Historic McDermott house jacked up, moved across South Street
Published 12:00 am Thursday, June 13, 2002
Residents watch as Kosciusko House Movers pull the McDermott house across South Street and up a ramp to its new home Wednesday.(The Vicksburg Post/MELANIE DUNCAN)
[06/13/02]More than 70 people watched Wednesday as a historic three-story house was moved across South Street, saving it from destruction and making the new owners happy.
The 97-year-old McDermott House was in the path of a planned expansion of First Presbyterian Church, which needed more parking space.
However, after the church bought the house and land under it two years ago, a permit to raze the 7,600-square-foot structure was denied by the Vicksburg Board of Architectural Review.
Compromise followed. The church deeded the house itself to Nelda Sampey, a board member, who deeded it to Cheryl Pemberton, effective with the meticulous three-day transfer across the street.
“We’ve been working toward this for well over a year,” said the Rev. Steve Bryant, pastor of First Presbyterian. “It became a really nice compromise because we needed the space and the parking.” The church has been on the corner of Cherry and South for nearly 100 years.
“I can’t tell you how much it means to see a house saved that was supposed to be demolished,” said Sampey’s husband, Malcolm. “I don’t put a value on that.”
During the negotiations, three stays of demolition were executed by the city, citing, in part, the home’s listing on the National Register of Historic Places.
The move itself was accomplished by Kosciusko Home Movers, and not without painstaking preparations.
Work began on the house in November when the bricks were stripped from the exterior with a backhoe.
Salvageable bricks were stacked and taken to the home’s new lot, sold to Pemberton last June by developer Robert Rosenthal who owns the historic Beck Home next door.
Lifting of the home began three weeks ago, when the shell of the house was raised by a hydraulic jacking system and placed onto a foundation of wood timbers and steel beams.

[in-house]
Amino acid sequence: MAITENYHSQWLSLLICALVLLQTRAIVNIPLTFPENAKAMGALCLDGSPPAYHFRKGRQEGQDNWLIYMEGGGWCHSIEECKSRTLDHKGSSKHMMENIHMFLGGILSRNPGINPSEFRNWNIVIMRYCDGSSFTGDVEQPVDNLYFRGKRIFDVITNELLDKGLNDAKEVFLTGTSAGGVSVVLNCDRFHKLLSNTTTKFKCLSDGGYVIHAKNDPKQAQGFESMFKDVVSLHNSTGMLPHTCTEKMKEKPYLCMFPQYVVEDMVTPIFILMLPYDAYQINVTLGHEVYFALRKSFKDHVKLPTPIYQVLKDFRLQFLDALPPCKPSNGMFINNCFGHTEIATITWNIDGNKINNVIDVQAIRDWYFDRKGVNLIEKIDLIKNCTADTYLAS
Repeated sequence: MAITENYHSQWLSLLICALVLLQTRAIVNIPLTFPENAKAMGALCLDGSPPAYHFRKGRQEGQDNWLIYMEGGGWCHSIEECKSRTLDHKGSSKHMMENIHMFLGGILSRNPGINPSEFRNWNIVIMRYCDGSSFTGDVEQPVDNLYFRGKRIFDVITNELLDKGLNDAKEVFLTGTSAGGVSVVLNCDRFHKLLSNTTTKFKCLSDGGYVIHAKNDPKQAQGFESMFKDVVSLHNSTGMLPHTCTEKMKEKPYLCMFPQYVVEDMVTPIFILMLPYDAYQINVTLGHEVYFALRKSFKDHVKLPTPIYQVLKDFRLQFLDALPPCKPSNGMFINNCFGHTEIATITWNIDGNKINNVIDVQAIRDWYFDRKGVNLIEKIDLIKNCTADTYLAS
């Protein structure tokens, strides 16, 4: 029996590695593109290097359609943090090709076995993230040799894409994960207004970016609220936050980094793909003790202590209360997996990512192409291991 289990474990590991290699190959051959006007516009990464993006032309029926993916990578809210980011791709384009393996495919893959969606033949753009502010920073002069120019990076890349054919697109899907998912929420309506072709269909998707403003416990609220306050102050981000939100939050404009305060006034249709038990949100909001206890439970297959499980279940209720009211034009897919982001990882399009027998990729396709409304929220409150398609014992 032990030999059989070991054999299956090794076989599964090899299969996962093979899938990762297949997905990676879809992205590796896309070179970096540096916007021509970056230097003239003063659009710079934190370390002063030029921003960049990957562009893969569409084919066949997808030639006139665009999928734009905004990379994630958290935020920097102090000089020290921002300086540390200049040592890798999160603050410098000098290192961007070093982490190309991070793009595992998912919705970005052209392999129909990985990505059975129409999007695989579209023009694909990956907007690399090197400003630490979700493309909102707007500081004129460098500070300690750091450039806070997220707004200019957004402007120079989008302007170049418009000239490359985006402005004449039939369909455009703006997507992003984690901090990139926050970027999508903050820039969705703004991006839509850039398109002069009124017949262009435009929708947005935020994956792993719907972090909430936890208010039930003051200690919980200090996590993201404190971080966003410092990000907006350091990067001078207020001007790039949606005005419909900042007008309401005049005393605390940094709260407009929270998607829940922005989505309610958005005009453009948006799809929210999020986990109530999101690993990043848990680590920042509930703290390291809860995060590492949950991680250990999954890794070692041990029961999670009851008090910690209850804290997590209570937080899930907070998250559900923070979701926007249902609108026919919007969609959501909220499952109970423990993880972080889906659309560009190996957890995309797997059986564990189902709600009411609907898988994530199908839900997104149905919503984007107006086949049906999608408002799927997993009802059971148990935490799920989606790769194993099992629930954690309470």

“We had to load where it would lift the house up uniform and also keep it from stressing the structure,” said John Williams, owner of Kosciusko Home Movers, who estimated the house to weigh 12.5 tons.
“Everything has gone relatively well,” he said after the move.
The move included crossing a raised concrete area by way of a ramp, constructed from steel plates and 6-by-8 timbers covered with plywood.
Pemberton, from Knoxville, Tenn., learned about the home last April while visiting Sampey. It’s hers, essentially, for the approximate $40,000 cost of the move plus the cost of the lots and renovations to come.
“I’m absolutely elated,” said Pemberton, who cheered once the house made it onto the lot. “I wasn’t worried about the move but everything that comes now.”
Major renovations needed, Pemberton said, include reroofing, rewiring, plumbing, insulating, reflooring, ceiling repairs and installing heating and air conditioning. In addition, large gaps left in the house by the chimneys, which were dismantled before the move, need to be replastered.
Still, she feels drawn to the project.
“The second she (Sampey) showed me the house, I said I’m supposed to be here,'” Pemberton said. “Every time I go in, it feels like home.”
Pemberton estimated she will move into the house with her daughter, Sarah, 10, within six months.
Entergy and BellSouth also cooperated to make the move possible by rerouting power lines and lowering telephone lines to the ground to avoid damage. No customers were reported without power or telephones during the process. Some customers of Vicksburg Video were without cable service briefly.
The McDermott House was built in 1905 for Abe and Emma Brown, and was notable at the time because it actually included electrical wiring. The McDermotts bought the home in 1927 and lived in it until 1983 when it was sold to Harvey Smith, who used it as a beauty salon.